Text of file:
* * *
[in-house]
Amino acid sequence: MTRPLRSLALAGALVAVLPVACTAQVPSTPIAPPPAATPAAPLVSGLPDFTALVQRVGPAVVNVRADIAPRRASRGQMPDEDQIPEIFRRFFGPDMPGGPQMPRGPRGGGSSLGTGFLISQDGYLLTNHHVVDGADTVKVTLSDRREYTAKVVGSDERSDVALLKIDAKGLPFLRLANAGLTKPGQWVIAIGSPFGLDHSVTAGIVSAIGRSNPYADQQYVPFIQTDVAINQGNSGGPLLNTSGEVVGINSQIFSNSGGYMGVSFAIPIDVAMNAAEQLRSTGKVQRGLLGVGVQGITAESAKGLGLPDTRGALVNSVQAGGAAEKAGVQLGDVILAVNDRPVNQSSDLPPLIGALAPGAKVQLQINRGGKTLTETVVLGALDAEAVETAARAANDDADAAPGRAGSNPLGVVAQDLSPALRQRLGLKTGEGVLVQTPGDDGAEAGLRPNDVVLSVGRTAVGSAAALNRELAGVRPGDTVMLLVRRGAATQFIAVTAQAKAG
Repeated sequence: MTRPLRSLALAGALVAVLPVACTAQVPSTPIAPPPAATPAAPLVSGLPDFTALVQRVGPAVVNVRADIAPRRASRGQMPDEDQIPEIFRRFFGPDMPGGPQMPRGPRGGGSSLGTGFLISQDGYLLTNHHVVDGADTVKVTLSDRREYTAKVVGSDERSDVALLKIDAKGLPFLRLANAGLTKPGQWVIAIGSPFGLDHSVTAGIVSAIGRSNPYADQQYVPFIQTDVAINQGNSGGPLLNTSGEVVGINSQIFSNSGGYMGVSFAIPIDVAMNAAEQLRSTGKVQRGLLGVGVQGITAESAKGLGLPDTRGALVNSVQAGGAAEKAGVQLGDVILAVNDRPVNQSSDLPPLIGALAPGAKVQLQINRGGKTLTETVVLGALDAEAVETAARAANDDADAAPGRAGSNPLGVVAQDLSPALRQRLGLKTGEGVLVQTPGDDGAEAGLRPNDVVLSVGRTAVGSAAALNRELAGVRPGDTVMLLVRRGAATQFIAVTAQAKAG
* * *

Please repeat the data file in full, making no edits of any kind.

[in-house]
Amino acid sequence: MTRPLRSLALAGALVAVLPVACTAQVPSTPIAPPPAATPAAPLVSGLPDFTALVQRVGPAVVNVRADIAPRRASRGQMPDEDQIPEIFRRFFGPDMPGGPQMPRGPRGGGSSLGTGFLISQDGYLLTNHHVVDGADTVKVTLSDRREYTAKVVGSDERSDVALLKIDAKGLPFLRLANAGLTKPGQWVIAIGSPFGLDHSVTAGIVSAIGRSNPYADQQYVPFIQTDVAINQGNSGGPLLNTSGEVVGINSQIFSNSGGYMGVSFAIPIDVAMNAAEQLRSTGKVQRGLLGVGVQGITAESAKGLGLPDTRGALVNSVQAGGAAEKAGVQLGDVILAVNDRPVNQSSDLPPLIGALAPGAKVQLQINRGGKTLTETVVLGALDAEAVETAARAANDDADAAPGRAGSNPLGVVAQDLSPALRQRLGLKTGEGVLVQTPGDDGAEAGLRPNDVVLSVGRTAVGSAAALNRELAGVRPGDTVMLLVRRGAATQFIAVTAQAKAG
Repeated sequence: MTRPLRSLALAGALVAVLPVACTAQVPSTPIAPPPAATPAAPLVSGLPDFTALVQRVGPAVVNVRADIAPRRASRGQMPDEDQIPEIFRRFFGPDMPGGPQMPRGPRGGGSSLGTGFLISQDGYLLTNHHVVDGADTVKVTLSDRREYTAKVVGSDERSDVALLKIDAKGLPFLRLANAGLTKPGQWVIAIGSPFGLDHSVTAGIVSAIGRSNPYADQQYVPFIQTDVAINQGNSGGPLLNTSGEVVGINSQIFSNSGGYMGVSFAIPIDVAMNAAEQLRSTGKVQRGLLGVGVQGITAESAKGLGLPDTRGALVNSVQAGGAAEKAGVQLGDVILAVNDRPVNQSSDLPPLIGALAPGAKVQLQINRGGKTLTETVVLGALDAEAVETAARAANDDADAAPGRAGSNPLGVVAQDLSPALRQRLGLKTGEGVLVQTPGDDGAEAGLRPNDVVLSVGRTAVGSAAALNRELAGVRPGDTVMLLVRRGAATQFIAVTAQAKAG